What Lies Ahead Van Build Guide: Walls, Ceiling, and Our Two Beds

Hi all, Noah here. I’m combining the walls/ceiling section of our guide with our bed builds because after going over our insulation use in our floor post, there’s not a ton of extra info to touch upon! This past summer, we also stripped and rebuilt our bed for a completely different interior arrangement, so I’ll note both here. Let’s get started!

Walls and Ceiling

Just like with the floor, the first step is of course stripping and scrubbing the van interior. With our Nissan NV2500, this involved removing particle board wall panels and even metal accessory tracks from the van’s bygone hauling days. The cleaning step here is always simple, but also time-consuming and laborious.

Unlike with our flooring, we only used fiberglass batting as our sole form of insulation. The way our Nissan is framed out left big gaps between the exterior and the actual framing strips, making it exceedingly simple to stuff fiberglass batting into the walls of the van. The ceiling was the same – our Nissan’s ceiling is segmented into roughly 14″-wide portions, and the fiberglass batting fit perfectly. The only note here is we filled hard-to-reach crevices and the inside of the framing beams with Great Stuff expanding foam so that we weren’t leaving pockets of air where moisture might accumulate.

We used 1/4″ sanded plywood for both the walls and the ceiling. Because our living space is about 9′ long, two 4’x8′ sheets of plywood could easily be cut to fit each section. Six sheets were used in total, with spare strips of remaining plywood used to fill the final cracks of exposed wall, about 6″ on each side of the larger pieces. Like with our floor, I used a jigsaw to cut the wall pieces to fit around the wheel wells (first creating cardboard stencils, of course), and rust-resistant, self-tapping screws secured the plywood to the frame of the van. Most of the process here is virtually identical to the way we laid our floor, so by the time we finished the walls and ceiling, our workflow felt fluid and simple!

The Stationary Bed

Our first bed was a fixed bed that sat about 3′ high, and we designed the bed specifically to have ample storage space for our travels. The build here was actually exceedingly simple.

Three ~4′ tall 2″x4″ planks were mounted vertically along each wall at the rear of the van, screwed directly into the frame for stability, and I cut out a rabbet joint from the top of each board. As you can see in the image below, the rearmost board reaches the floor, but the next two on each side were cut to rest on top of our wheel wells. From there, three more 2″x4″ planks were cut to run from wall to wall, fitting directly into the previously cut rabbet joints.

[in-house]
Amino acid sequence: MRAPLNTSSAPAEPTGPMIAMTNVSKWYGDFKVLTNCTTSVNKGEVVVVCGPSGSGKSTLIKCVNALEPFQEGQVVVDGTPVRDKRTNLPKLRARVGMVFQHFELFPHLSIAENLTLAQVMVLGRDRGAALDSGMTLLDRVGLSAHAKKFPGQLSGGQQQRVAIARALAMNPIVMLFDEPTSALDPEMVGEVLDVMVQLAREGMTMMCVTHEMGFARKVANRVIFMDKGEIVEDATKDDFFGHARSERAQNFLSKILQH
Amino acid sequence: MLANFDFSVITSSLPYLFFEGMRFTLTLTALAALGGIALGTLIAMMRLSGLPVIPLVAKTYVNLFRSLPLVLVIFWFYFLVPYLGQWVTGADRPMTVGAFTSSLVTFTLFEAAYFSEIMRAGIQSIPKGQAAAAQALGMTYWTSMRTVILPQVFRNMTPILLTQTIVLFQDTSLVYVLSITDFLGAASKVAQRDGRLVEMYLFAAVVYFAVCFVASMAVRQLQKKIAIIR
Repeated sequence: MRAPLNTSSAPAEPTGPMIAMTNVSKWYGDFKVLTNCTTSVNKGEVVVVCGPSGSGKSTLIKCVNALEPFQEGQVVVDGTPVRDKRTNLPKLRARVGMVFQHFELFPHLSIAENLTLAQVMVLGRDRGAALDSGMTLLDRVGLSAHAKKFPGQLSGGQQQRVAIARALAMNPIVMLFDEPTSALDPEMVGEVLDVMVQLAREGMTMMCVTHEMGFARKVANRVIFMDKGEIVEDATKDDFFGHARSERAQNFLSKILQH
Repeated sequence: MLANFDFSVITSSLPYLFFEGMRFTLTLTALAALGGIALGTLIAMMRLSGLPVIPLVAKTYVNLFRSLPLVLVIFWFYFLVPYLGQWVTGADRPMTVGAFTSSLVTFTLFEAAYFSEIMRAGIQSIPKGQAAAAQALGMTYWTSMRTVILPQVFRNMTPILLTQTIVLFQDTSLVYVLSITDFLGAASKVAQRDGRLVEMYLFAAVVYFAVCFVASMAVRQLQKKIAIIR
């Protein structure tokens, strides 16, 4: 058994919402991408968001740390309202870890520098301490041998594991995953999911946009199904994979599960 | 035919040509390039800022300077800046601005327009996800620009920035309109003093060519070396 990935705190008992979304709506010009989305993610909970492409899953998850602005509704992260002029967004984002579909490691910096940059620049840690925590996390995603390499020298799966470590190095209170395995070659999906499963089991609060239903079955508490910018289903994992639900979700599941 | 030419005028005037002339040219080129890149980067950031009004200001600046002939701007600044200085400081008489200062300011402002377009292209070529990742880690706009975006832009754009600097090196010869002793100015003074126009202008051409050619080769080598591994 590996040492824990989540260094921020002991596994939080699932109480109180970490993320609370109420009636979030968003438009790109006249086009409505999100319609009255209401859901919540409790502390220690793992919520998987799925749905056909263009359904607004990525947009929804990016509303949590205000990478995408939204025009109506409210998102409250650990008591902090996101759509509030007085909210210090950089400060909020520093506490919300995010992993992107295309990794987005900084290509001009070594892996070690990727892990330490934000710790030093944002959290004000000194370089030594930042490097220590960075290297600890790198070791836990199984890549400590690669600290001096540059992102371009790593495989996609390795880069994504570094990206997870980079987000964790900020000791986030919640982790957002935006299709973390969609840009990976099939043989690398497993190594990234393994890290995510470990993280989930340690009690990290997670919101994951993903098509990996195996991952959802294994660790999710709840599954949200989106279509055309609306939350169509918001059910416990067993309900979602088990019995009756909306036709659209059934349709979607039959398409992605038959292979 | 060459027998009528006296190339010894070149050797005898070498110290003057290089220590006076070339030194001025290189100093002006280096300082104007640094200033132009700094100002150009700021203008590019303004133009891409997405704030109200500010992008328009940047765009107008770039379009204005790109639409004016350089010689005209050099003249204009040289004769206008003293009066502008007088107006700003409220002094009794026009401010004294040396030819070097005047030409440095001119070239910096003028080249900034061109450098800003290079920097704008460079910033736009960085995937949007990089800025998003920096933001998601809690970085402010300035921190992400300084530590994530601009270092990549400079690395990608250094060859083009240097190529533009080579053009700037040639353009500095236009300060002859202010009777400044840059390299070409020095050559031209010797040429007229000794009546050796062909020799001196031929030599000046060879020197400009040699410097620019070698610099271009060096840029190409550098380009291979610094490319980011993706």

Next, a handful of 1″x3″ planks were cut to fit the width of our bed (which ran about 4 feet). They were screwed directly into the top of the frontmost and rearmost 2″x4″ boards, and we quickly had a surface for a mattress to sit on! For a mattress, we used an old foam mattress from a pull-out couch. We cut the mattress to fit the dimensions of our bed, threw it into a weatherproof case, and it was ready to go! The rest of the form of our bed came about as we constructed our living area seating and table, which will be detailed in an upcoming blog post.

The Convertible Bed

We realized relatively quickly that our stationary bed setup wasn’t quite to our tastes. We could store so much, but we truly brought along a TON of items that we practically never touched. When we visited home for a portion of the summer, we decided to rebuild the stationary bed into the common convertible bed setup, wherein a full-size table lowers down to fit among benches lining the walls, becoming a surface for your cushions to turn into a mattress.

Well, our convertible bed setup is HUGE. Our last bed took up 4′ of cabin space, and our new full bed is the same 5’10 width from wall-to-wall, but now it stretches a full 6 feet.

Here, we framed out benches in a U shape using our leftover 2″x4″ and 1″x3″ boards. Each van tackling this setup will have completely different measurements – the key here is figuring out your desired table size, centering it on your floor, and measuring the distance between your table and each wall. Our benches are 2′ tall (cutting off a foot of height from our previous bed) but they are also 2′ deep. Ultimately, we ended up with roughly the same amount of storage space!